Research!America report indicates federal research funding lags behind need
A report issued by Research!America, Truth and Consequences: Health R&D Spending in the U.S. (FY11-12), estimates that while health-related research and development (R&D) spending increased by $4.3 billion between Fiscal Years (FY) 2011 and 2012, federal R&D funding remains “woefully inadequate” to address health threats and global competitiveness.
Health-related federal R&D funding rose most sharply in FY 2012, boosted by funding increases to both the National Science Foundation ($315 million increase; 18% above FY 2011) and the Food and Drug Administration ($152 million increase; 60% above FY 2011), but during the same period, R&D funding at the National Institutes of Health (NIH) only increased by 0.6%. Mary Woolley, president and CEO of Research!America, noted that this very small increase to NIH was insufficient, adding, “New preventive, diagnostic and treatment measures are desperately needed to delay and ultimately overcome tragic chronic diseases, the main driver of health care costs. Policy makers have to step up to the plate and provide robust funding levels for research.”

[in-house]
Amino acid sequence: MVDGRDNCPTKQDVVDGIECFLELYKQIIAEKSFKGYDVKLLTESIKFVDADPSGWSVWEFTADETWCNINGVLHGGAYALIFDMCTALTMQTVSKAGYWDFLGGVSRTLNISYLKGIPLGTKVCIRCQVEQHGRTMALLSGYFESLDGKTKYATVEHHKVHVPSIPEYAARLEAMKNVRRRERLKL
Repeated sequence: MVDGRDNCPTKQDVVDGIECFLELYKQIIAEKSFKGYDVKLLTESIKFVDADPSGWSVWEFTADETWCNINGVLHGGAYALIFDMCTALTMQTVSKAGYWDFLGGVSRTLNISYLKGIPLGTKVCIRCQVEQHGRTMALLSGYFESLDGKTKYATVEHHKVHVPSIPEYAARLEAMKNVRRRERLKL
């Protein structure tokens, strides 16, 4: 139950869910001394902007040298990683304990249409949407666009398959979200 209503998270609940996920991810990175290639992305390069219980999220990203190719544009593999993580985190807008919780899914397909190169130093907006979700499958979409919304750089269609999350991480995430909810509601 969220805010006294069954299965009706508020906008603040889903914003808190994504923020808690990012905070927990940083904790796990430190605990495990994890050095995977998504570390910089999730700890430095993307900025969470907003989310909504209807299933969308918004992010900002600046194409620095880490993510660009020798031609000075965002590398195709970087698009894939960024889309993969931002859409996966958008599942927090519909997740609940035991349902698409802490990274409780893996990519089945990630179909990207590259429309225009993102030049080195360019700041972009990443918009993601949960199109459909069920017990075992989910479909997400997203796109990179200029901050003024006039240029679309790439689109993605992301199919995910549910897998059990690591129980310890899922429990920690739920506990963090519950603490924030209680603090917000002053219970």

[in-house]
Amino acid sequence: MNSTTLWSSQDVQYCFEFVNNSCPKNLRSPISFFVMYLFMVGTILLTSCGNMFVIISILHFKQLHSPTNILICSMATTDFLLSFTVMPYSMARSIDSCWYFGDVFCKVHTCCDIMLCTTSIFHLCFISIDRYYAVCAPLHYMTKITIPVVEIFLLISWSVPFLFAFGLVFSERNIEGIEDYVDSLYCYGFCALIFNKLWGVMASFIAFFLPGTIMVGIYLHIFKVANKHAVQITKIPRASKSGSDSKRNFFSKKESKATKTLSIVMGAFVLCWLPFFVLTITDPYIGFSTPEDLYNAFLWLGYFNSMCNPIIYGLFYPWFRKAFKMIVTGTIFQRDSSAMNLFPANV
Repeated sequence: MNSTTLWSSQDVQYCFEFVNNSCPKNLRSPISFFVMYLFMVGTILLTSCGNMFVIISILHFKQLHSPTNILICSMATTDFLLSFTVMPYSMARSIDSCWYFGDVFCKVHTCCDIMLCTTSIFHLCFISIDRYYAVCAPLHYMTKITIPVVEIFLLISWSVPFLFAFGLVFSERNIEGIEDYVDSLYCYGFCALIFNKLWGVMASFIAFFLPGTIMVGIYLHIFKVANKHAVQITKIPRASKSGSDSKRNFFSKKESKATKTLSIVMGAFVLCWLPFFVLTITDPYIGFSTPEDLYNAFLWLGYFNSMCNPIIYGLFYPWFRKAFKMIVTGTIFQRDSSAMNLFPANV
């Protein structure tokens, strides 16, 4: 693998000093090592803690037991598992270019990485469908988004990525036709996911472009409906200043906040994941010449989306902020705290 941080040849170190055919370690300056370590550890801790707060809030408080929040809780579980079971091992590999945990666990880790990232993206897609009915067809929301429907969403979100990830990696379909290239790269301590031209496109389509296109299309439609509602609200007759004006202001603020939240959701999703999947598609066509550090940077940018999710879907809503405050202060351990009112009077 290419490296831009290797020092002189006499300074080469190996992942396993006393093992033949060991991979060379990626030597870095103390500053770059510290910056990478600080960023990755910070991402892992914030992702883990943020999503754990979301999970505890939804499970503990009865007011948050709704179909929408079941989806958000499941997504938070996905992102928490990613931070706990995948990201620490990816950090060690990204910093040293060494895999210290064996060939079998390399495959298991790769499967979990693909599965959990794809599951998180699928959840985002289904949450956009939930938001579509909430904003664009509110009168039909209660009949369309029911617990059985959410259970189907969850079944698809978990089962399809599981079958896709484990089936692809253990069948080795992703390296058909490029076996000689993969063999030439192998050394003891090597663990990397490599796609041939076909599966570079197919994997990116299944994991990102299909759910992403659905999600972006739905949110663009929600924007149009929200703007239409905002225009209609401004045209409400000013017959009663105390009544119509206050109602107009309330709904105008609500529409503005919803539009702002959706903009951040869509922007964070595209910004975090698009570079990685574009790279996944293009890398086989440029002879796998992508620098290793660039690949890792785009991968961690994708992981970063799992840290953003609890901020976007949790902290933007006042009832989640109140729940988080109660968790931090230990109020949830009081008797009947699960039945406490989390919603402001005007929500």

The report includes a case study on federal Parkinson’s disease research, commenting that cutting federal funding for Parkinson’s research as a deficit-cutting decision would likely be a counterproductive move. With the costs associated with Parkinson’s expected to “skyrocket” to $18.5 billion per year by 2050i, the report suggests that stagnant research funding could cripple both public and private innovation, leaving few alternatives to support a growing need for effective research.
The report further highlights the funding contributions made by philanthropic and non-industry sources, but cautions that underestimating the value of federally supported medical research funding could have detrimental effects on both the economy and public health.
Please click here to read the full Research!America report.
i Kowal et al. The Current and Projected Economic Burden of Parkinson’s Disease in the United States. Movement Disorders, Vol. 28, No. 3, 2013.
Date originally posted: January 24, 2014.